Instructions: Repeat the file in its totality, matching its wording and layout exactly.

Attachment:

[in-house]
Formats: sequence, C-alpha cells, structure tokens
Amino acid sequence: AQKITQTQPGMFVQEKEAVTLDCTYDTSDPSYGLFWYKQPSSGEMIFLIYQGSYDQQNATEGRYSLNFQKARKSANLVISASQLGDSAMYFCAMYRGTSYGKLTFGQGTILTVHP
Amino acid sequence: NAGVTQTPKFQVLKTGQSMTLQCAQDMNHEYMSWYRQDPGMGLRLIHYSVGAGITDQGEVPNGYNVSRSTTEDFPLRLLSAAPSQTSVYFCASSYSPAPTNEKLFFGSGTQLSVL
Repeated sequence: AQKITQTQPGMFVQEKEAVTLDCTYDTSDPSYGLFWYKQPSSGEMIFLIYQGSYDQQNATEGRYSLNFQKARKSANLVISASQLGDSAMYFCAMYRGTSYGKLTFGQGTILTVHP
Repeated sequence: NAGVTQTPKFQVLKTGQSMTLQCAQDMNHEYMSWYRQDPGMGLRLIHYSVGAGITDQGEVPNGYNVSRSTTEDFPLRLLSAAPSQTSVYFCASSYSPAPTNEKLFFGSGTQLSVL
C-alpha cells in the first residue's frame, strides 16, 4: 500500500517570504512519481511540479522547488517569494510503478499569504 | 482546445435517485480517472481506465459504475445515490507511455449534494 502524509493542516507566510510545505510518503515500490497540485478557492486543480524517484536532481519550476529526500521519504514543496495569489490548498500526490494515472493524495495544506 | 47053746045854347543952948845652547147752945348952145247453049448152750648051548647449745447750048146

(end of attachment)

[in-house]
Formats: sequence, C-alpha cells, structure tokens
Amino acid sequence: AQKITQTQPGMFVQEKEAVTLDCTYDTSDPSYGLFWYKQPSSGEMIFLIYQGSYDQQNATEGRYSLNFQKARKSANLVISASQLGDSAMYFCAMYRGTSYGKLTFGQGTILTVHP
Amino acid sequence: NAGVTQTPKFQVLKTGQSMTLQCAQDMNHEYMSWYRQDPGMGLRLIHYSVGAGITDQGEVPNGYNVSRSTTEDFPLRLLSAAPSQTSVYFCASSYSPAPTNEKLFFGSGTQLSVL
Repeated sequence: AQKITQTQPGMFVQEKEAVTLDCTYDTSDPSYGLFWYKQPSSGEMIFLIYQGSYDQQNATEGRYSLNFQKARKSANLVISASQLGDSAMYFCAMYRGTSYGKLTFGQGTILTVHP
Repeated sequence: NAGVTQTPKFQVLKTGQSMTLQCAQDMNHEYMSWYRQDPGMGLRLIHYSVGAGITDQGEVPNGYNVSRSTTEDFPLRLLSAAPSQTSVYFCASSYSPAPTNEKLFFGSGTQLSVL
C-alpha cells in the first residue's frame, strides 16, 4: 500500500517570504512519481511540479522547488517569494510503478499569504 | 482546445435517485480517472481506465459504475445515490507511455449534494 502524509493542516507566510510545505510518503515500490497540485478557492486543480524517484536532481519550476529526500521519504514543496495569489490548498500526490494515472493524495495544506 | 47053746045854347543952948845652547147752945348952145247453049448152750648051548647449745447750048146